By Matt Jenkins
---- — Just days after losing to Michigan in an NCAA Final Four semifinal game, Syracuse University star point guard and Hamilton resident Michael Carter-Williams began looking to the future.
His future, he determined, is the National Basketball Association.
Carter-Williams announced yesterday that he will forego his final two years of eligibility at Syracuse and enter June’s NBA Draft.
“I decided after the Michigan game (a 61-56 loss), a day or two after,” Carter-Williams told The Salem News yesterday. “I was pretty upset that we lost and I wasn’t thinking about anything, but things turned around pretty quickly and I discussed with my family what’s best for me. What’s best is that I enter the draft.”
Carter-Williams, a 6-foot-6 point guard, is a pass-first playmaker with capable scoring ability.
The NBA has been a goal for Carter-Williams since he was a young boy, and he moved one step closer to achieving it with his decision to leave college after a stellar sophomore year.
“It means a lot to me. It’s a lifelong dream of mine and it’s amazing what I’ve gone through with the help of my family and teammates. If it wasn’t for them, I wouldn’t be in this position,” Carter-Williams said. “I want to give thanks to them and thanks to God for the talent I have. Now I’m just enjoying the process.”
The process is just beginning for Carter-Williams.
Now, he has to start preparing for pre-draft workouts to prove he’s worthy of a high pick — having been projected by some experts as a potential lottery pick.
“It’s about working, getting better, bigger, stronger, and getting fully prepared for whatever I have to do,” said the 21-year-old Carter-Williams, who played his freshman year of basketball at Hamilton-Wenham Regional High School before heading to St. Andrew’s School in Rhode Island.
Carter-Williams had an excellent season for Syracuse while averaging 11.9 points, 7.3 assists and 4.9 rebounds, which was a direct result of all the hard work he put in to succeed at the collegiate level. He finished fifth nationally in Division 1 in assist average and fourth in steals (2.78) while starting all 40 games for the Orange.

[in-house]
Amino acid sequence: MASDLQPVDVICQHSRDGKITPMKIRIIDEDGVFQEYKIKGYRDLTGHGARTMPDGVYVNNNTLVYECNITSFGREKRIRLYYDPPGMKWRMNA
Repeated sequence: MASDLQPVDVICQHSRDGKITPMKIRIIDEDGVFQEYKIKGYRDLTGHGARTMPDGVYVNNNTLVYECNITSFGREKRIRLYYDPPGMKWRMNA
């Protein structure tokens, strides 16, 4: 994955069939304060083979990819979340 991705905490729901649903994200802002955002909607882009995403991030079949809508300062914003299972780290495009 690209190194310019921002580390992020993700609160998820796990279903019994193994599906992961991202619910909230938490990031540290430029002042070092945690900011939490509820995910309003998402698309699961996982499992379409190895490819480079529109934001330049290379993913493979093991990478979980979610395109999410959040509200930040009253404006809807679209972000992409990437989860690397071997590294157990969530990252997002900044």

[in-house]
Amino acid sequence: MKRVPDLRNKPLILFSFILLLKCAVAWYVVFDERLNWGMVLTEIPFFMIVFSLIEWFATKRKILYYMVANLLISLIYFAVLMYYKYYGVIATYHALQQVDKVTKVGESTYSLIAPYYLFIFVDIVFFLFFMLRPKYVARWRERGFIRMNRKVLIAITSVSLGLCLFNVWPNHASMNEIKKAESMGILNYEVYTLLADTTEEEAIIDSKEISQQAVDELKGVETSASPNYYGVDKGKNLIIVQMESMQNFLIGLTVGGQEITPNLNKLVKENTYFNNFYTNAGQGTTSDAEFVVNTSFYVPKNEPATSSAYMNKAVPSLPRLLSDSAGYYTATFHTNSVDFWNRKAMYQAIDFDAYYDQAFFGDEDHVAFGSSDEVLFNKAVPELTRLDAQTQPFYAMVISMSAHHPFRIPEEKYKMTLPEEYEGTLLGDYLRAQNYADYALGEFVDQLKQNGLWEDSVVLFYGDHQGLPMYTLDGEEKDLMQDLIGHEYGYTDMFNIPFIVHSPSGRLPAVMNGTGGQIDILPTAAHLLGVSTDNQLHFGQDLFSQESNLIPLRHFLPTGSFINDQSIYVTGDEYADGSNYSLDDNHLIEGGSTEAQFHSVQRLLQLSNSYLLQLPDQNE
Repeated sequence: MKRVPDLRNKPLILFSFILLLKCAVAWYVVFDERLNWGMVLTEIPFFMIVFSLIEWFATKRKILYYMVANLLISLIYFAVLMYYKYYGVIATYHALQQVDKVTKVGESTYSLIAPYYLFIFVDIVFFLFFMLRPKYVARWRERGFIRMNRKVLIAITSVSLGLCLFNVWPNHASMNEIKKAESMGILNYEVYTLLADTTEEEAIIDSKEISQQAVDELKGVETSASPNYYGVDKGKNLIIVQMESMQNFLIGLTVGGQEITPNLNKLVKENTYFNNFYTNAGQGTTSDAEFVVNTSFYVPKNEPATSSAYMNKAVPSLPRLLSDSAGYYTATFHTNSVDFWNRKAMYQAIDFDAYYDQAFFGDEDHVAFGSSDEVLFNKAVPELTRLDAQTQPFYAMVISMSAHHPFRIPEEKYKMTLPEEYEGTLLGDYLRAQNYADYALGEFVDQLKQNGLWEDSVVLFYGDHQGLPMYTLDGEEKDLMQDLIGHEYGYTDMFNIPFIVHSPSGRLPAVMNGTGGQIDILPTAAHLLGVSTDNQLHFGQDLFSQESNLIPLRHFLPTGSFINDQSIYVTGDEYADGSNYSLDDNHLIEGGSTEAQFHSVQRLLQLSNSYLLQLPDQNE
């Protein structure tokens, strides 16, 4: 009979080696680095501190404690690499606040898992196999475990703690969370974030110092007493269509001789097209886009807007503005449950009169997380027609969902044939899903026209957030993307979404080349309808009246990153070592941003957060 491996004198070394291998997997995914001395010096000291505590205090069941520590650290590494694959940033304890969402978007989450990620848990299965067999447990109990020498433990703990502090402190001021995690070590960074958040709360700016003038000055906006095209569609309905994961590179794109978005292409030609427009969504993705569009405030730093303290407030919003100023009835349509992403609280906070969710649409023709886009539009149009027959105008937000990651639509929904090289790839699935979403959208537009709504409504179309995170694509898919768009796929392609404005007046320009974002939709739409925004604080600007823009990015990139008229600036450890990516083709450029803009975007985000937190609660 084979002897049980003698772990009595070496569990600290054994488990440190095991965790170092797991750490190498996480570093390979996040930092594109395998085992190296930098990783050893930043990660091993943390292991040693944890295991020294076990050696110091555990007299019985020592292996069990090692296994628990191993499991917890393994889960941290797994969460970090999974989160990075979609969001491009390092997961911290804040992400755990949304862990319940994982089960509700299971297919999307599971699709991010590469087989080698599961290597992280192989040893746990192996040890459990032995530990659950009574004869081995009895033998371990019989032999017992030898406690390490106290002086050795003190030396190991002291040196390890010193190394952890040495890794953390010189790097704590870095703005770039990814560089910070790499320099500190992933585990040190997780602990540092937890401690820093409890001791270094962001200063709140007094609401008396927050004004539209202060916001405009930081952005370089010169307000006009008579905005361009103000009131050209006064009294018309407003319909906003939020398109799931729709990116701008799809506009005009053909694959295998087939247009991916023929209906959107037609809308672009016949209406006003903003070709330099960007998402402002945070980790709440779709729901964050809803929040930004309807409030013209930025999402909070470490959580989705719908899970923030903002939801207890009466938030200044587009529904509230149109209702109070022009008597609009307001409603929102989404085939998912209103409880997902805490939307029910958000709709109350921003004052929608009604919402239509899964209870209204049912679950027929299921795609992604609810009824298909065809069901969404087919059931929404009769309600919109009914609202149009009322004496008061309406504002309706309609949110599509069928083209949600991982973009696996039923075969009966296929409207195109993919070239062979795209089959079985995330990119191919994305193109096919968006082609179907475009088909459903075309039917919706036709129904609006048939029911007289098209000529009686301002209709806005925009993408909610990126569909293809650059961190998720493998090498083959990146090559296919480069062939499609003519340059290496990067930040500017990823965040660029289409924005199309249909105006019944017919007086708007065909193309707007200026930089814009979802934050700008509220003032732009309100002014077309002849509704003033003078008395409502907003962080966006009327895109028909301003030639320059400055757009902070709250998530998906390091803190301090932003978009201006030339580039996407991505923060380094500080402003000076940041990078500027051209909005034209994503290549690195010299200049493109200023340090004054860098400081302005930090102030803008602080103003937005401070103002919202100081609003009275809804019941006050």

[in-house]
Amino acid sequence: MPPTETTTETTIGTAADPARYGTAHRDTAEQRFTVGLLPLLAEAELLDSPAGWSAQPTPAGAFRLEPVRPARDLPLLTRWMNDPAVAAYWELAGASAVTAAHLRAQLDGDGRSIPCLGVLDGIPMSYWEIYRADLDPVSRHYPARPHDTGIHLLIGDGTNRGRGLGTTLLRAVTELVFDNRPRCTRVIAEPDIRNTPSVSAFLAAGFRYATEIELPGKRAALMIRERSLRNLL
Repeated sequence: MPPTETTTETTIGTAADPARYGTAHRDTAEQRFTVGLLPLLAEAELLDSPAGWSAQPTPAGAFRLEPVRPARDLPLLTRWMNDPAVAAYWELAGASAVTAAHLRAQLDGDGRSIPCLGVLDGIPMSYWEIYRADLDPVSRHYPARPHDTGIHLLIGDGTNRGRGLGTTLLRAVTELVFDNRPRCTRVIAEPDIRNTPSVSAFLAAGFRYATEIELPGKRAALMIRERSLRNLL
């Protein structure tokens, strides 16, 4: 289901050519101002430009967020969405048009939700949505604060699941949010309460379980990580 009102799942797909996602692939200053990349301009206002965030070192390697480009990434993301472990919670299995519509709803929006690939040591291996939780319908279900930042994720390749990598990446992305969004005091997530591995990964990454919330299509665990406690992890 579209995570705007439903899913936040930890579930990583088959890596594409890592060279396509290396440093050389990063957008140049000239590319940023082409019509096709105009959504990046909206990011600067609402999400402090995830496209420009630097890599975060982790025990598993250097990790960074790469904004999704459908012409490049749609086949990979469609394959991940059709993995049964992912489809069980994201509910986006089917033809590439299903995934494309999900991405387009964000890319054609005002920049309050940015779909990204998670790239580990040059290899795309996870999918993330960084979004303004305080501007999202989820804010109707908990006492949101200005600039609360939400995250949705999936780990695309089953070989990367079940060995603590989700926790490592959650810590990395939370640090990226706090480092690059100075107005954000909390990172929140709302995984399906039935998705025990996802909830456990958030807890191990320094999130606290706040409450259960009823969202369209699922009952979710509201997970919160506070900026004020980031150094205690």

“He’s coming off a tremendous season and we appreciate all he’s done for Syracuse basketball,” veteran head coach Jim Boeheim told the Associated Press. “We wish Michael the best of luck as he pursues a pro career.”
He never expected to be given anything, even when he got limited playing time last year. A McDonald’s All-American out of high school, Carter-Williams had to pay his dues and wait his turn as a freshman, buried on the Orange’s guard depth chart behind Scoop Jardine, Brandon Triche and Dion Waiters.
He stuck it out and reaped the rewards this season. The people closest to Carter-Williams believe that attitude will help him prepare to play with the world’s best basketball players in the NBA.
“I think Michael always bought into the work and commitment and what it takes to make it to the level of play in the NBA,” said Carter-Williams’ mother, Mandy Carter-Zegarowski. “Each step along the way, he really bought into it that you have to work for it. Nothing will come easy, right up to the workouts leading to the draft. Even getting to that night, you have to put work in to get in a good situation.”
Carter-Williams’ play in the postseason only seemed to help his stock. Aside from a sub-par game against Michigan, Carter-Williams tore up the competition on both ends of the floor in the NCAA Tournament.
Syracuse almost exclusively plays a 2-3 zone, which leaves open questions about Carter-Williams’ ability to defend in the NBA. But his length (it has been reported that he has a 6-9 wingspan) is a major plus for the next level.
Most mock drafts currently have him slotted to go somewhere between picks 12-16. Of course, all of that will likely change between now and June 27.
“I think I’ll fit in good. I’m a pretty smart player and I’m able to pass the ball, which is a big thing in the game of basketball. I think it’s an underrated part of the game,” Carter-Williams said. “I think I’ll be able to bring leadership and energy and contribute to any team.”
Carter-Williams will obviously not have his choice of teams, but he is hoping for the best possible fit.
“We did as much research as we could before making this decision,” said Carter-Zegarowski. “We were fortunate through Zach (Zegarowski, Carter-Williams’ stepfather) and a lot of people the family know in the business, (so) we were trying to get a good feel of where he’d end up.
“More important than being in the top 10, hopefully he gets into a good situation with a team that’s a good fit for him. You don’t really want to get caught up in what pick you are; the bottom line is where are you 2-3 years after you’re picked.”
Carter-Williams’ future is not exclusively basketball-based, either. He is ahead of schedule to graduate as a Communications major and he fully intends to obtain his degree while he is pursuing his hoop dreams.
Carter-Zegarowski said there is an agreement in place for Carter-Williams to complete his academic requirements, although it is likely he will wait until after his rookie year. That will give him the opportunity to get acclimated to the hectic schedule of an NBA player.
Regardless of what team drafts Carter-Williams, he is currently focused on putting everything he has into living out his dream.
“I want to go to the team that’s best for me, hopefully,” Carter-Williams said. “I just want to be able to play my game and showcase my skills and be able to contribute.”